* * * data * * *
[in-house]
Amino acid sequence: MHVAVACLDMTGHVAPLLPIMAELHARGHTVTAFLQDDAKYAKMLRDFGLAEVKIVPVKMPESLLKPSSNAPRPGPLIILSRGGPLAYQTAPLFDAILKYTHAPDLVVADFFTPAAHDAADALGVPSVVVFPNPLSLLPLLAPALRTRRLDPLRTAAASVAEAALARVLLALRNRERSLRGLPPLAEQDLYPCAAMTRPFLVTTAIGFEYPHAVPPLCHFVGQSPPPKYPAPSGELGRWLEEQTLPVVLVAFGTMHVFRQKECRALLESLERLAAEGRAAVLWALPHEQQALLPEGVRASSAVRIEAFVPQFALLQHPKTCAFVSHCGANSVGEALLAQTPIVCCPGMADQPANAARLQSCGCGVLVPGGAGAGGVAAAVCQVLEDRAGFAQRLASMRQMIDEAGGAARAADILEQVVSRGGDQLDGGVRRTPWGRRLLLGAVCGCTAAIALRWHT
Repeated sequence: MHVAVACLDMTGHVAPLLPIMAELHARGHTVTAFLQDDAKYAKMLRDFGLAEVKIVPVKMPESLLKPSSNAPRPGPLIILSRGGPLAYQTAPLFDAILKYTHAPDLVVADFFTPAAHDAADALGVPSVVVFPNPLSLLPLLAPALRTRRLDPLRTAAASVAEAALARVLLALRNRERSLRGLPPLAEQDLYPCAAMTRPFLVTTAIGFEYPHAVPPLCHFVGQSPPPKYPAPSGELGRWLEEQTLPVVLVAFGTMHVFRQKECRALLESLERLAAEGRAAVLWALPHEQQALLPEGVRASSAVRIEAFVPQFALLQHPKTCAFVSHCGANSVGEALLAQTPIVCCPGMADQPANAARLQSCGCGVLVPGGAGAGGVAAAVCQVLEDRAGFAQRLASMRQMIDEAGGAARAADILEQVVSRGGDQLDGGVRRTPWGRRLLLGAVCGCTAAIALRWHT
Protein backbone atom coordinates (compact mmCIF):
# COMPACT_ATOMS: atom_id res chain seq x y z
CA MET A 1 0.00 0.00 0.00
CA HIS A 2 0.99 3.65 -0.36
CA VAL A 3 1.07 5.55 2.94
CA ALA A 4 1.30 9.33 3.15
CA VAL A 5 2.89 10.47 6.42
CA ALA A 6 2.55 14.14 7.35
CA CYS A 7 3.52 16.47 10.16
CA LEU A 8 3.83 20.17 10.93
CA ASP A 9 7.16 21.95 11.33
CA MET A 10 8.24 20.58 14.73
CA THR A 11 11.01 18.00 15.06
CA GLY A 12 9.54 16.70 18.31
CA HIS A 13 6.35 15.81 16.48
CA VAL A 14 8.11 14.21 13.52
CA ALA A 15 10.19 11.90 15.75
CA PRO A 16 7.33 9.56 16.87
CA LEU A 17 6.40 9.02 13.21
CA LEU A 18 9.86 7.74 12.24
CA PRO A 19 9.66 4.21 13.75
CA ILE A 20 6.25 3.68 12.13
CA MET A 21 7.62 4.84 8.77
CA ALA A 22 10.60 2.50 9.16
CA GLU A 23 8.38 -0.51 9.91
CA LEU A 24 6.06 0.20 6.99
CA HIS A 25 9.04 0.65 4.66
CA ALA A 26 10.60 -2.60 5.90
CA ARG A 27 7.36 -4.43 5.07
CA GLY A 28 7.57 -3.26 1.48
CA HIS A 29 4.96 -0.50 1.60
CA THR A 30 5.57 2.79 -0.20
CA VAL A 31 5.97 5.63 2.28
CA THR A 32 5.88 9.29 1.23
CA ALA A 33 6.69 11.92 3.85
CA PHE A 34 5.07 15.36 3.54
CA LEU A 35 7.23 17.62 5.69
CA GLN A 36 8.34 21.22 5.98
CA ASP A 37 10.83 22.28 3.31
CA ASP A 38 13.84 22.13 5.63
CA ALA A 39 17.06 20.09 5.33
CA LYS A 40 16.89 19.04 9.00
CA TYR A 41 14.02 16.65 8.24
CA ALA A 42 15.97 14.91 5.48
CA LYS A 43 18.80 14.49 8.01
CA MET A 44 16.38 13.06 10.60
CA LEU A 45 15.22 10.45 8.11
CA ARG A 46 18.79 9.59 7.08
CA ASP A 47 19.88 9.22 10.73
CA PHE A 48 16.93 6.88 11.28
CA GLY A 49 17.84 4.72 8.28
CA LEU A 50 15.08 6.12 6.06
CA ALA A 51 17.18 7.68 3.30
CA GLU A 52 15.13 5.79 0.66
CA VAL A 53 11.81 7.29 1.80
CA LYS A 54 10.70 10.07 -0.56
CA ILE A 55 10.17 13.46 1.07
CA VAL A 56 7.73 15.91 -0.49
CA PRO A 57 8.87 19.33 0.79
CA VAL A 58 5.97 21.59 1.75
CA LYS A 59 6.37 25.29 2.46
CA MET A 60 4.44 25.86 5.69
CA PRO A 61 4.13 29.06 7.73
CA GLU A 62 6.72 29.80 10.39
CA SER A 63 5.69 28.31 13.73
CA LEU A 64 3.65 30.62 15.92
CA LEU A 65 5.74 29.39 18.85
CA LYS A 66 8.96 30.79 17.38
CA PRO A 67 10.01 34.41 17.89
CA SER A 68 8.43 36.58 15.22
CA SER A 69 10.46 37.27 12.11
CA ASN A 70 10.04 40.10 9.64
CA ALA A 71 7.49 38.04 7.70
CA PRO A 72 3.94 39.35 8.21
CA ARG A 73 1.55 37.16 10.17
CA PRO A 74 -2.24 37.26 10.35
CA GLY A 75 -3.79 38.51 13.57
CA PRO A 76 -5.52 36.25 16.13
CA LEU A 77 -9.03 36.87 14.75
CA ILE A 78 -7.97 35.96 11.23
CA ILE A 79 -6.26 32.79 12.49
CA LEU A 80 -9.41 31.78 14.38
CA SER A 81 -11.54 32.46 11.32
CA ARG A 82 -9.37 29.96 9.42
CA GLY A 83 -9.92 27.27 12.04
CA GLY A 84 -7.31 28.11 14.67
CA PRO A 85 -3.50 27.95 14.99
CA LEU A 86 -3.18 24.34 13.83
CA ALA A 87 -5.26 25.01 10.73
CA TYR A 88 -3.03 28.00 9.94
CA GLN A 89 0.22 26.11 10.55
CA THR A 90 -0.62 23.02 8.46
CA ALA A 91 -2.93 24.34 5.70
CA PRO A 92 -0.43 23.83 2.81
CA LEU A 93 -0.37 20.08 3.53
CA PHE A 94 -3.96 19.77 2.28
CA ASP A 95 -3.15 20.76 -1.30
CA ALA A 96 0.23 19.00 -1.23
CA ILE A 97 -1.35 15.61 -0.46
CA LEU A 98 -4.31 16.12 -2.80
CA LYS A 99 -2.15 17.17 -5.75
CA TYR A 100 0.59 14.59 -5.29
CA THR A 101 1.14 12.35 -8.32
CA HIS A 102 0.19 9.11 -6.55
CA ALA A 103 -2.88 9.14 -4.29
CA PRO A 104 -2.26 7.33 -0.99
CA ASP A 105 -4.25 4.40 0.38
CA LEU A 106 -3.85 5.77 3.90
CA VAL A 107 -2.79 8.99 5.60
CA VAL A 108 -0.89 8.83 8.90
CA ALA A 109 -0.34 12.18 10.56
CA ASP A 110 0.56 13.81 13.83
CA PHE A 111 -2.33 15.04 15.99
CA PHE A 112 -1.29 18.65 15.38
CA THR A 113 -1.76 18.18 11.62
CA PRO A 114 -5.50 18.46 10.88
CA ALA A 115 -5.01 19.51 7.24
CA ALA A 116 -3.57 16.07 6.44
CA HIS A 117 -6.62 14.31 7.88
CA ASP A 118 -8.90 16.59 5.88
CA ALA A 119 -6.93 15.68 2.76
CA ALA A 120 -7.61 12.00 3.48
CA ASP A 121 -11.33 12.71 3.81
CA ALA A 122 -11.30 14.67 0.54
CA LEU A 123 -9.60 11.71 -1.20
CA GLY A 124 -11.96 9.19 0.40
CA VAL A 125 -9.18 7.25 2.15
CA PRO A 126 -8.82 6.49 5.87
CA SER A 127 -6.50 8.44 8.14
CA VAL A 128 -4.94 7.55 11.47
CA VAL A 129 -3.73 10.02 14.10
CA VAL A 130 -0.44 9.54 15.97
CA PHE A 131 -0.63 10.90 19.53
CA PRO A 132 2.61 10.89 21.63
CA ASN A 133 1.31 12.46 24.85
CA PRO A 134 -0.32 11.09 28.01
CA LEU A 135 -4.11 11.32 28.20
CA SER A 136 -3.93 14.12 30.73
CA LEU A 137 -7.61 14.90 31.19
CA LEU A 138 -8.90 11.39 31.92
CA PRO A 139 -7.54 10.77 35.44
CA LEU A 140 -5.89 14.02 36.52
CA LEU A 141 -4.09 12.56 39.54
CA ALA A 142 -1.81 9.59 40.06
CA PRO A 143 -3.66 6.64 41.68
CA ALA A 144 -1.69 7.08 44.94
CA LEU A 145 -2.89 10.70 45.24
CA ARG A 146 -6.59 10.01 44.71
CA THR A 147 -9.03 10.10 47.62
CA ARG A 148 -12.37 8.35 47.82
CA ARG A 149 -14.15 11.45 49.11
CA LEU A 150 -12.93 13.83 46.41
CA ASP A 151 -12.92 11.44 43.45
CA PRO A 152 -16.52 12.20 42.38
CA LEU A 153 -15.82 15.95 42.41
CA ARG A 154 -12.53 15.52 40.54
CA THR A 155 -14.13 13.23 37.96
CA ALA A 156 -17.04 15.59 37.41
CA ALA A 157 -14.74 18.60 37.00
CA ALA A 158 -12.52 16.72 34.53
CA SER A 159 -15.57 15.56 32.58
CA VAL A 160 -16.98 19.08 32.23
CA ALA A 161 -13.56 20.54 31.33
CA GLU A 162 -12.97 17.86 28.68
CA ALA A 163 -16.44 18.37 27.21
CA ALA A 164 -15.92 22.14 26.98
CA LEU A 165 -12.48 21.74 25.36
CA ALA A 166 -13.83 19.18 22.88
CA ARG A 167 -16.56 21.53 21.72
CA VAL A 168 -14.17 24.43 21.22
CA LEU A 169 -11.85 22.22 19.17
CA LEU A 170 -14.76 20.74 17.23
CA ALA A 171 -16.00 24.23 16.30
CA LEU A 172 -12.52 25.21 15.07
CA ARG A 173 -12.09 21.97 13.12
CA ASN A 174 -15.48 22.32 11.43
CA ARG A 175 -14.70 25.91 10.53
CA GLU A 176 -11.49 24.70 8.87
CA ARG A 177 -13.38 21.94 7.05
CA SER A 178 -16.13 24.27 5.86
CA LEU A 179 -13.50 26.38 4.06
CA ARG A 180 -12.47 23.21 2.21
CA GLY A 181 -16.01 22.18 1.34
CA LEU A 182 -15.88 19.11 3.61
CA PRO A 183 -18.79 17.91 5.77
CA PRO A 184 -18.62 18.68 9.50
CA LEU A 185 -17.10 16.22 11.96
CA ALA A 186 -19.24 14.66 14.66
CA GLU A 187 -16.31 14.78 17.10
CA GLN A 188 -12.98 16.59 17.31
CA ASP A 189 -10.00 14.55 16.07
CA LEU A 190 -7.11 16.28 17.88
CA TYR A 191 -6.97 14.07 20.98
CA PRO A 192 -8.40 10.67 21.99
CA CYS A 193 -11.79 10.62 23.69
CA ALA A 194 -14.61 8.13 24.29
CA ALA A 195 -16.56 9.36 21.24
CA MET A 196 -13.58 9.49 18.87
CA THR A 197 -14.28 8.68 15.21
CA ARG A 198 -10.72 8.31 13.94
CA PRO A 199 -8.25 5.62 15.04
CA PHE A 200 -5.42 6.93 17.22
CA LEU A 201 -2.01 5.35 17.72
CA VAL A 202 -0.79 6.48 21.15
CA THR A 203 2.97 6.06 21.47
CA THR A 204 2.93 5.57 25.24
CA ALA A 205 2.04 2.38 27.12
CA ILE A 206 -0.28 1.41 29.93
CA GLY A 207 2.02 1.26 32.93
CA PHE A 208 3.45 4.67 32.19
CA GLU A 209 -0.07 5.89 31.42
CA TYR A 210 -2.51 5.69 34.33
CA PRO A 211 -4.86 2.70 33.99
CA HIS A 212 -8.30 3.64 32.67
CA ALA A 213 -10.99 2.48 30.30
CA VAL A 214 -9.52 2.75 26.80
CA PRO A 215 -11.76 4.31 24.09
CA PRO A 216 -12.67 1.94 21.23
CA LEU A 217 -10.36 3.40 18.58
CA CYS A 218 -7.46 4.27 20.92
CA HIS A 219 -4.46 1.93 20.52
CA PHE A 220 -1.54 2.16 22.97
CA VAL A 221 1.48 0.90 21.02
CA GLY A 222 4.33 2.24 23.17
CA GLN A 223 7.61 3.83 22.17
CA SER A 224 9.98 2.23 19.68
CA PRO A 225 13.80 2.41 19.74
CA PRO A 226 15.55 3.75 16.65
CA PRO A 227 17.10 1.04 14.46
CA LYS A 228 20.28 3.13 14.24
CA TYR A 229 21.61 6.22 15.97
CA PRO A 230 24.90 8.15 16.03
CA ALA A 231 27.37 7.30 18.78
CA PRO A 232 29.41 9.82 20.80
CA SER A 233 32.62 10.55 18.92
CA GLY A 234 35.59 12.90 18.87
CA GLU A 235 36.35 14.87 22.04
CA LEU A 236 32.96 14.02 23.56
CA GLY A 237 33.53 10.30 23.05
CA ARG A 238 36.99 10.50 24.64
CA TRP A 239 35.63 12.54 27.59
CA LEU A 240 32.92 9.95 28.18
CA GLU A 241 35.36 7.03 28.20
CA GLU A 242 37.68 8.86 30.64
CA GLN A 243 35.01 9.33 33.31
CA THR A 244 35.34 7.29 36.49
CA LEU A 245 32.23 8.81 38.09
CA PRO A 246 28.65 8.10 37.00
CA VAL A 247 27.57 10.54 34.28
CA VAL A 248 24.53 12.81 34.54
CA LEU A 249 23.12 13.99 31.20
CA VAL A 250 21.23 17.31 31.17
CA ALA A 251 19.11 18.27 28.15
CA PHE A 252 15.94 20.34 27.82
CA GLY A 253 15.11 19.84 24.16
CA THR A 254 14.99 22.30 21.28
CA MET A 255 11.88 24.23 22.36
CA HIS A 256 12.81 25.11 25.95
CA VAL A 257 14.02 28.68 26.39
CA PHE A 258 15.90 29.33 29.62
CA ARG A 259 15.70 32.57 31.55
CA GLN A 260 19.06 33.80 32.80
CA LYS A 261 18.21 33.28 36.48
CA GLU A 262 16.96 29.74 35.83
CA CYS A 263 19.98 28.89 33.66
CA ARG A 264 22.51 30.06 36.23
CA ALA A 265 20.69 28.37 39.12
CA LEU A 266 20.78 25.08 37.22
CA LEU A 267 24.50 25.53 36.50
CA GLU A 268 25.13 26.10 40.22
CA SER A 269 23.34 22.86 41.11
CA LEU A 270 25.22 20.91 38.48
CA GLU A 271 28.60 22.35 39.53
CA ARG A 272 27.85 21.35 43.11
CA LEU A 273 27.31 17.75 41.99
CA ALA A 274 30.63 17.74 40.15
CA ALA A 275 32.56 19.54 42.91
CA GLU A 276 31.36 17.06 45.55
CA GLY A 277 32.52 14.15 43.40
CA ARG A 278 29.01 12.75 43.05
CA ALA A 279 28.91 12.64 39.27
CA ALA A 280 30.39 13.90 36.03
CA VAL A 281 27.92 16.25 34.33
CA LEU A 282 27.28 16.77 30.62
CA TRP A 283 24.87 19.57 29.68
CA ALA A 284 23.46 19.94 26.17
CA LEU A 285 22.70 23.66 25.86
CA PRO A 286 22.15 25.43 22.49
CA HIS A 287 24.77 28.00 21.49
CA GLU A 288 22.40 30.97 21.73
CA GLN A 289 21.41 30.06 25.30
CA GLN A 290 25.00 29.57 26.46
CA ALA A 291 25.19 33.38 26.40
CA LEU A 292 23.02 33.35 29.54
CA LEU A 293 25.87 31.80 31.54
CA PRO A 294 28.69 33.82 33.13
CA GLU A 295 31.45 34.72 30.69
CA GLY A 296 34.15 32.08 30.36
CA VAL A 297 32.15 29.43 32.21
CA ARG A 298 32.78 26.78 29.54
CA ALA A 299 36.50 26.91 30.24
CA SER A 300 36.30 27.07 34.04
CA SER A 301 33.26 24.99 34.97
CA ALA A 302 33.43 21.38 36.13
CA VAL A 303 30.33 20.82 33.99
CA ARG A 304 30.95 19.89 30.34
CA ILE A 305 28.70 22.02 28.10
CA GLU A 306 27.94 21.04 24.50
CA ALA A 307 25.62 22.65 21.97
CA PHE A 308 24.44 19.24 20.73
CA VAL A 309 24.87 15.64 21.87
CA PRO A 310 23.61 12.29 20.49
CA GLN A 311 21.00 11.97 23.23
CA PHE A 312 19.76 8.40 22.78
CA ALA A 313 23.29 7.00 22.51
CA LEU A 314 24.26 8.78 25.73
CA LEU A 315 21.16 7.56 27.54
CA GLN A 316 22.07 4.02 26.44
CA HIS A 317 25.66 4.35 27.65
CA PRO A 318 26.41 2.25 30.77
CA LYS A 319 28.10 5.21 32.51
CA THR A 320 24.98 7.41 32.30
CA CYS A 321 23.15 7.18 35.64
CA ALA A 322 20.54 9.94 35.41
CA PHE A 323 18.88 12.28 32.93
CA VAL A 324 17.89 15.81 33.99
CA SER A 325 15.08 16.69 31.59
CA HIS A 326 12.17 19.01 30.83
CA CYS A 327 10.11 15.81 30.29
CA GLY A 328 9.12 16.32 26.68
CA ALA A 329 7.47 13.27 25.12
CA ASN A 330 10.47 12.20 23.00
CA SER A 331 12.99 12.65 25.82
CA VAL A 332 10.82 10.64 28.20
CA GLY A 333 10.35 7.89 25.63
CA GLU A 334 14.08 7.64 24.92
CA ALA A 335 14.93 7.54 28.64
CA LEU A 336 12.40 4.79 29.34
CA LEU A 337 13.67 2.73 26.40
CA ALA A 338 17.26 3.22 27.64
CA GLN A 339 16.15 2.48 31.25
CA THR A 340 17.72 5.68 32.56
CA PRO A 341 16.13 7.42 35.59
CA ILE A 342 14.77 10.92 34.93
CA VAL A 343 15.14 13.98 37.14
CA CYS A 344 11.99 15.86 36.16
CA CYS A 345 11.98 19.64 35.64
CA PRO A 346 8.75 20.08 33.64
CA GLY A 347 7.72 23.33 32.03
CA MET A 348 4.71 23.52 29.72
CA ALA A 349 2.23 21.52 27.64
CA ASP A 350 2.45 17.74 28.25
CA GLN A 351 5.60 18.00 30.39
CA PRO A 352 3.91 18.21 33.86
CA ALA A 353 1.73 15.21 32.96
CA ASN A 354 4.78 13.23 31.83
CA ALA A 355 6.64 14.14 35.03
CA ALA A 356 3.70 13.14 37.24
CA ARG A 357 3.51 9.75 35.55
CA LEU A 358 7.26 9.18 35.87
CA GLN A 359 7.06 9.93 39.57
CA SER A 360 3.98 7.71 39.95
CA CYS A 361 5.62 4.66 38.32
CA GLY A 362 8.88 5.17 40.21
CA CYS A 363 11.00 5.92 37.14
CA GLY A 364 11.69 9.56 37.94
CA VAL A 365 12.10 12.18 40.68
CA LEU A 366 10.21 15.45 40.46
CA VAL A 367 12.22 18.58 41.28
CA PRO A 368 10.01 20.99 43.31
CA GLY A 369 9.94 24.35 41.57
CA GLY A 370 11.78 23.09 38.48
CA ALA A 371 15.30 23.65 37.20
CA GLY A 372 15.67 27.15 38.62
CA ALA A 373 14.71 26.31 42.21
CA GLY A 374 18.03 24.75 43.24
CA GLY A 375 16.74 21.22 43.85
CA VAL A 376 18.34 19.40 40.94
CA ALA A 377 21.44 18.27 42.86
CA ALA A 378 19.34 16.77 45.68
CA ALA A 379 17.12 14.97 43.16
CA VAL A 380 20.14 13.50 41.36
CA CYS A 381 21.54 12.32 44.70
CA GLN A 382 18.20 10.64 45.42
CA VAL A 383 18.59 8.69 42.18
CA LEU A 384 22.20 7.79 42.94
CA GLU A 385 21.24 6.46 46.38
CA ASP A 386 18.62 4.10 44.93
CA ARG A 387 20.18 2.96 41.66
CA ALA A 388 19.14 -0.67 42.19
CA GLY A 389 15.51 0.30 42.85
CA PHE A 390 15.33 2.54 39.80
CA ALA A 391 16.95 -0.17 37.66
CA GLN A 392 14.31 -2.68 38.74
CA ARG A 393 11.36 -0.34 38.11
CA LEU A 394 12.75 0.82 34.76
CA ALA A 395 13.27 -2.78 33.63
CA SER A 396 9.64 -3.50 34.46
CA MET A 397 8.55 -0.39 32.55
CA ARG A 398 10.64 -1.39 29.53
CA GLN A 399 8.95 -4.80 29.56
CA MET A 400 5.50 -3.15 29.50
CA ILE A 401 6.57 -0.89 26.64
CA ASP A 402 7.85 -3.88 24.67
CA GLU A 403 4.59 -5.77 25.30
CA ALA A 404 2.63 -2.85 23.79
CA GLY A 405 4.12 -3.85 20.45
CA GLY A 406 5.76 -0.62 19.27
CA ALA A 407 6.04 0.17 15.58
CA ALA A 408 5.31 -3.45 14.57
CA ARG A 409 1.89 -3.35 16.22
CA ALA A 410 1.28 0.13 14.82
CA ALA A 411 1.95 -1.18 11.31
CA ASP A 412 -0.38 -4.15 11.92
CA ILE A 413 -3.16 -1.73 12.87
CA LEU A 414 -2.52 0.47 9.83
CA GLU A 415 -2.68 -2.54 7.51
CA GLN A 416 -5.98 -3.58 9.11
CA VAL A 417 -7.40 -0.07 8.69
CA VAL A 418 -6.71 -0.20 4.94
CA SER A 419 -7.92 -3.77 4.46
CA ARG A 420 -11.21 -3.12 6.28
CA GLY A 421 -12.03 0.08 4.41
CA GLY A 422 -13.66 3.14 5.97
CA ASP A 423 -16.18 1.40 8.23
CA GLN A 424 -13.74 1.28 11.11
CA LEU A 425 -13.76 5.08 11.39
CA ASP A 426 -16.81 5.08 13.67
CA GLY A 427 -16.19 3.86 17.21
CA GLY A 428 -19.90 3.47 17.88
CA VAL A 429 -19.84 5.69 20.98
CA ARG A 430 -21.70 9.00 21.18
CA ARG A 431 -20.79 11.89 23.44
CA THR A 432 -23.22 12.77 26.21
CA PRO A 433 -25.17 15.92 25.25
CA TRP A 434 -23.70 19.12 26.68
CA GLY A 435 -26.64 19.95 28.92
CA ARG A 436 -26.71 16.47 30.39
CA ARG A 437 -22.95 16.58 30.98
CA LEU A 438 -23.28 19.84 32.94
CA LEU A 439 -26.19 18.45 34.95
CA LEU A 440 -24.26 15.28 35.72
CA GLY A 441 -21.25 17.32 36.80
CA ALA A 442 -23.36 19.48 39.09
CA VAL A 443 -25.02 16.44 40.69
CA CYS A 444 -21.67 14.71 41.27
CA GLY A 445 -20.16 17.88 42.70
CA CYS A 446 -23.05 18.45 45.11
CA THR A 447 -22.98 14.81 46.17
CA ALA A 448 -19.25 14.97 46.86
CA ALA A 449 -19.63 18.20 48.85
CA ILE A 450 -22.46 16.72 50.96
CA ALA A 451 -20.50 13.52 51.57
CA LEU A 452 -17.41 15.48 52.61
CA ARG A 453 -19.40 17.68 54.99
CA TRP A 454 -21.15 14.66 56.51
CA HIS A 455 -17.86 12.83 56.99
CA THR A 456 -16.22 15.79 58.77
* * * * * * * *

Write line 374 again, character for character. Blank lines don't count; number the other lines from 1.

CA GLY A 369 9.94 24.35 41.57